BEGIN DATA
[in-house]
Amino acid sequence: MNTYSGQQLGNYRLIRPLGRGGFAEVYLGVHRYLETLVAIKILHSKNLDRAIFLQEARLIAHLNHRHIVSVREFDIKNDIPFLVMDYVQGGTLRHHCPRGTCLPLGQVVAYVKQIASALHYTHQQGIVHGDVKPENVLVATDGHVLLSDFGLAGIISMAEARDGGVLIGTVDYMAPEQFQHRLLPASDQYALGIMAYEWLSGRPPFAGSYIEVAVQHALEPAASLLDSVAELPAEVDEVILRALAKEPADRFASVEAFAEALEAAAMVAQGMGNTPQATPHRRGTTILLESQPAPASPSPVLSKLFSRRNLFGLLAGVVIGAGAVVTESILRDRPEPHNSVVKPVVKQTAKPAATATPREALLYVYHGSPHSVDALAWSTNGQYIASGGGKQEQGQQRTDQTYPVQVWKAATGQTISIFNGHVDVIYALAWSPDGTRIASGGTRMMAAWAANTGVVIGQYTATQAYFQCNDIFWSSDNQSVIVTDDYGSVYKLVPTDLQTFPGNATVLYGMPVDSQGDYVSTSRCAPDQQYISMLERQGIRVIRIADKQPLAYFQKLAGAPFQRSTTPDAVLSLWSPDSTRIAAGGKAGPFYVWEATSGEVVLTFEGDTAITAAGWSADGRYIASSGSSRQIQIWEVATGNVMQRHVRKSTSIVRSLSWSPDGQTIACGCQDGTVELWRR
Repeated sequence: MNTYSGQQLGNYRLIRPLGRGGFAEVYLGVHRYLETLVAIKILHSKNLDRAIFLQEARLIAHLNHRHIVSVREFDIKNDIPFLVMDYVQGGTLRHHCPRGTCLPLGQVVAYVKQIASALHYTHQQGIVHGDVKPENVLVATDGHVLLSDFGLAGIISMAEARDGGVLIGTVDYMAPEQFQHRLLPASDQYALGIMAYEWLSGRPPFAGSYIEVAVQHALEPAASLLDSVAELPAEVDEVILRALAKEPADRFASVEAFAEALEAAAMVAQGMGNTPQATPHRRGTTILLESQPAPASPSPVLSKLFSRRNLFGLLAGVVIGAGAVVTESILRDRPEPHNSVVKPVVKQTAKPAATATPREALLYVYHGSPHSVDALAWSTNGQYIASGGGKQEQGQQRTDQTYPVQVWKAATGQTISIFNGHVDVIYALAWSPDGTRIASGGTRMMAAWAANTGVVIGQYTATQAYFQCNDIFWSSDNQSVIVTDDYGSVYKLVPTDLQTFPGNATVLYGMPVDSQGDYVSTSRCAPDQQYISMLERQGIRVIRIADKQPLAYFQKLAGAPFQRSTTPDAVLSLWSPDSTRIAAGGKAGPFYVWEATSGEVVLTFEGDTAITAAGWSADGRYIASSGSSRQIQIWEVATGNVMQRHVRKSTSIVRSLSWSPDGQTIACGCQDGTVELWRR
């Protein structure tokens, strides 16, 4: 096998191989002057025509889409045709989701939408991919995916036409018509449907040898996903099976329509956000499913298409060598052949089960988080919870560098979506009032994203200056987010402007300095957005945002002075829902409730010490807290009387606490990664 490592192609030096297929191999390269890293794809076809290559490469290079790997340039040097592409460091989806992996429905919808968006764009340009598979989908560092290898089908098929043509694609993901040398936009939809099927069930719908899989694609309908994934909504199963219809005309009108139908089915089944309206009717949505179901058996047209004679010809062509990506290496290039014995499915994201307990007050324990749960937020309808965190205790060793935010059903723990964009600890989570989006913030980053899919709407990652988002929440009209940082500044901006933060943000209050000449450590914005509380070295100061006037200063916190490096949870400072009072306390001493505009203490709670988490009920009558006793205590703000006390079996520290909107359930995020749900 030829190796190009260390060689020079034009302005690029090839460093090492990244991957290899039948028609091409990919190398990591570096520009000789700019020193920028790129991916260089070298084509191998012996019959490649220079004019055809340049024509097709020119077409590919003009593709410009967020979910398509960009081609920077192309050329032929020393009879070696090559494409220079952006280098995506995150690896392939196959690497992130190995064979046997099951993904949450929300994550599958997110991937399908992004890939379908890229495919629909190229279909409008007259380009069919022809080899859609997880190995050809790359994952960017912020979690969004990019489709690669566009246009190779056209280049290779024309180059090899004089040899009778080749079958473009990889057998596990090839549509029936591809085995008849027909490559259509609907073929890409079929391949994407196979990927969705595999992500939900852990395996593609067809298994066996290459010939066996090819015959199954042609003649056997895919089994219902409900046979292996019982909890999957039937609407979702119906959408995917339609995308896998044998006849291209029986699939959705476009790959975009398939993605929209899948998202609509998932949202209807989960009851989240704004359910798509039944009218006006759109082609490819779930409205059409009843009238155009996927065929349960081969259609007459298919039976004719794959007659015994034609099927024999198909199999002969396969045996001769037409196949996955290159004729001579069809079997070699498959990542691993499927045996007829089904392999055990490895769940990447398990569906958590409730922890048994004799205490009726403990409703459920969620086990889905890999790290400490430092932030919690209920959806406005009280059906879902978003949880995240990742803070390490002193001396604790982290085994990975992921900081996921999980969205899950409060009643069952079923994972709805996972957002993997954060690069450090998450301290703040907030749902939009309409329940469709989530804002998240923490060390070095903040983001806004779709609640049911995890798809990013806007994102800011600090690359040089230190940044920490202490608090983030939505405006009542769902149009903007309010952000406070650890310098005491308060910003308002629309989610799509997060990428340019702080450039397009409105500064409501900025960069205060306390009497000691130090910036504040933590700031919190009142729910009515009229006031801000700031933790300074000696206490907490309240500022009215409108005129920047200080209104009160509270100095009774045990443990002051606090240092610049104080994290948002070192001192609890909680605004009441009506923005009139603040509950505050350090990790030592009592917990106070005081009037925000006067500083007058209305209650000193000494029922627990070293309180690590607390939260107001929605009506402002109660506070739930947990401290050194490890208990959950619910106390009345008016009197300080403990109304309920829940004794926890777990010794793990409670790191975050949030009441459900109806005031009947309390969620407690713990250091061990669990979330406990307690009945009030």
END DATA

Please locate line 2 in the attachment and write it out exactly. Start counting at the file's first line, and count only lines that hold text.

Amino acid sequence: MNTYSGQQLGNYRLIRPLGRGGFAEVYLGVHRYLETLVAIKILHSKNLDRAIFLQEARLIAHLNHRHIVSVREFDIKNDIPFLVMDYVQGGTLRHHCPRGTCLPLGQVVAYVKQIASALHYTHQQGIVHGDVKPENVLVATDGHVLLSDFGLAGIISMAEARDGGVLIGTVDYMAPEQFQHRLLPASDQYALGIMAYEWLSGRPPFAGSYIEVAVQHALEPAASLLDSVAELPAEVDEVILRALAKEPADRFASVEAFAEALEAAAMVAQGMGNTPQATPHRRGTTILLESQPAPASPSPVLSKLFSRRNLFGLLAGVVIGAGAVVTESILRDRPEPHNSVVKPVVKQTAKPAATATPREALLYVYHGSPHSVDALAWSTNGQYIASGGGKQEQGQQRTDQTYPVQVWKAATGQTISIFNGHVDVIYALAWSPDGTRIASGGTRMMAAWAANTGVVIGQYTATQAYFQCNDIFWSSDNQSVIVTDDYGSVYKLVPTDLQTFPGNATVLYGMPVDSQGDYVSTSRCAPDQQYISMLERQGIRVIRIADKQPLAYFQKLAGAPFQRSTTPDAVLSLWSPDSTRIAAGGKAGPFYVWEATSGEVVLTFEGDTAITAAGWSADGRYIASSGSSRQIQIWEVATGNVMQRHVRKSTSIVRSLSWSPDGQTIACGCQDGTVELWRR